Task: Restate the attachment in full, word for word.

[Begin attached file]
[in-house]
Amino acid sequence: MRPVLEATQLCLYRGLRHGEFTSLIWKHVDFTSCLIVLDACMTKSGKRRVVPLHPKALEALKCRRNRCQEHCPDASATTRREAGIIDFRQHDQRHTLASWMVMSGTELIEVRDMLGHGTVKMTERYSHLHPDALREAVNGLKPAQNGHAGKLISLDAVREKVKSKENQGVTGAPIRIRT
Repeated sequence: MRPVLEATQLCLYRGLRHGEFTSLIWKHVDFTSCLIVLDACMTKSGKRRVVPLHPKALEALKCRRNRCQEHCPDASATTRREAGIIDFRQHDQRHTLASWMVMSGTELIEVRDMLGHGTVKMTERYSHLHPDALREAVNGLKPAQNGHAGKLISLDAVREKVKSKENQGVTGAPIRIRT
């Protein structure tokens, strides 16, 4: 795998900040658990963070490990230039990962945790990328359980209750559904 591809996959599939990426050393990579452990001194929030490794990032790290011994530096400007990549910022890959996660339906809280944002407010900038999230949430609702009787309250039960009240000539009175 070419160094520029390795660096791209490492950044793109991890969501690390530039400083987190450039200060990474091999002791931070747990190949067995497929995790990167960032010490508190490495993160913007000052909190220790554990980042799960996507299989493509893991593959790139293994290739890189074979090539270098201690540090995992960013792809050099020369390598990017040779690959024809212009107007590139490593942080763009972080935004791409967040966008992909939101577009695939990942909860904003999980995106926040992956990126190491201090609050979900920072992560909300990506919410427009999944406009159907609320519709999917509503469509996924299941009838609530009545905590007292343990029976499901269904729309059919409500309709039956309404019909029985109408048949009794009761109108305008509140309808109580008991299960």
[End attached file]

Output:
[in-house]
Amino acid sequence: MRPVLEATQLCLYRGLRHGEFTSLIWKHVDFTSCLIVLDACMTKSGKRRVVPLHPKALEALKCRRNRCQEHCPDASATTRREAGIIDFRQHDQRHTLASWMVMSGTELIEVRDMLGHGTVKMTERYSHLHPDALREAVNGLKPAQNGHAGKLISLDAVREKVKSKENQGVTGAPIRIRT
Repeated sequence: MRPVLEATQLCLYRGLRHGEFTSLIWKHVDFTSCLIVLDACMTKSGKRRVVPLHPKALEALKCRRNRCQEHCPDASATTRREAGIIDFRQHDQRHTLASWMVMSGTELIEVRDMLGHGTVKMTERYSHLHPDALREAVNGLKPAQNGHAGKLISLDAVREKVKSKENQGVTGAPIRIRT
């Protein structure tokens, strides 16, 4: 795998900040658990963070490990230039990962945790990328359980209750559904 591809996959599939990426050393990579452990001194929030490794990032790290011994530096400007990549910022890959996660339906809280944002407010900038999230949430609702009787309250039960009240000539009175 070419160094520029390795660096791209490492950044793109991890969501690390530039400083987190450039200060990474091999002791931070747990190949067995497929995790990167960032010490508190490495993160913007000052909190220790554990980042799960996507299989493509893991593959790139293994290739890189074979090539270098201690540090995992960013792809050099020369390598990017040779690959024809212009107007590139490593942080763009972080935004791409967040966008992909939101577009695939990942909860904003999980995106926040992956990126190491201090609050979900920072992560909300990506919410427009999944406009159907609320519709999917509503469509996924299941009838609530009545905590007292343990029976499901269904729309059919409500309709039956309404019909029985109408048949009794009761109108305008509140309808109580008991299960």